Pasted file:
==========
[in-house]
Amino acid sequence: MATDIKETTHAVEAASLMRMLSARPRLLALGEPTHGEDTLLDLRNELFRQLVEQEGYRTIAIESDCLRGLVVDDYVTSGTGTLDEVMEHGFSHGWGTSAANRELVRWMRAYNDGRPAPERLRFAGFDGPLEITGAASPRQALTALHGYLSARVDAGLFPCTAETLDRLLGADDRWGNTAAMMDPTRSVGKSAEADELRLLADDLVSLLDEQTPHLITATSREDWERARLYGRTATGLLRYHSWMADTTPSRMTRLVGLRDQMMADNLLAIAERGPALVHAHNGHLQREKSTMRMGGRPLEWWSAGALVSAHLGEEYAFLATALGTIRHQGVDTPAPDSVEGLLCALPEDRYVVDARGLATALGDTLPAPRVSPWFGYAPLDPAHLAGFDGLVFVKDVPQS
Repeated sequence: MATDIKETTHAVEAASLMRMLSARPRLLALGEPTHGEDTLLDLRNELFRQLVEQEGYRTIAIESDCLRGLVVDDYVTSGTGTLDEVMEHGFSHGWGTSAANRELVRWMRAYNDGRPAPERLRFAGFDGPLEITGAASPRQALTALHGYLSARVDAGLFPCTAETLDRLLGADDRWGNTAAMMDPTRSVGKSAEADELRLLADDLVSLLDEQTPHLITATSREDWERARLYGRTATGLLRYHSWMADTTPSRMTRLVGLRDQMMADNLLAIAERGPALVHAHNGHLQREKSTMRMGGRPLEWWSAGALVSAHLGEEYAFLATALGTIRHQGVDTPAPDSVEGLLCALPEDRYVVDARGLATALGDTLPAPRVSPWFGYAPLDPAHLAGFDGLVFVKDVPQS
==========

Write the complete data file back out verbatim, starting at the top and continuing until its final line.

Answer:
[in-house]
Amino acid sequence: MATDIKETTHAVEAASLMRMLSARPRLLALGEPTHGEDTLLDLRNELFRQLVEQEGYRTIAIESDCLRGLVVDDYVTSGTGTLDEVMEHGFSHGWGTSAANRELVRWMRAYNDGRPAPERLRFAGFDGPLEITGAASPRQALTALHGYLSARVDAGLFPCTAETLDRLLGADDRWGNTAAMMDPTRSVGKSAEADELRLLADDLVSLLDEQTPHLITATSREDWERARLYGRTATGLLRYHSWMADTTPSRMTRLVGLRDQMMADNLLAIAERGPALVHAHNGHLQREKSTMRMGGRPLEWWSAGALVSAHLGEEYAFLATALGTIRHQGVDTPAPDSVEGLLCALPEDRYVVDARGLATALGDTLPAPRVSPWFGYAPLDPAHLAGFDGLVFVKDVPQS
Repeated sequence: MATDIKETTHAVEAASLMRMLSARPRLLALGEPTHGEDTLLDLRNELFRQLVEQEGYRTIAIESDCLRGLVVDDYVTSGTGTLDEVMEHGFSHGWGTSAANRELVRWMRAYNDGRPAPERLRFAGFDGPLEITGAASPRQALTALHGYLSARVDAGLFPCTAETLDRLLGADDRWGNTAAMMDPTRSVGKSAEADELRLLADDLVSLLDEQTPHLITATSREDWERARLYGRTATGLLRYHSWMADTTPSRMTRLVGLRDQMMADNLLAIAERGPALVHAHNGHLQREKSTMRMGGRPLEWWSAGALVSAHLGEEYAFLATALGTIRHQGVDTPAPDSVEGLLCALPEDRYVVDARGLATALGDTLPAPRVSPWFGYAPLDPAHLAGFDGLVFVKDVPQS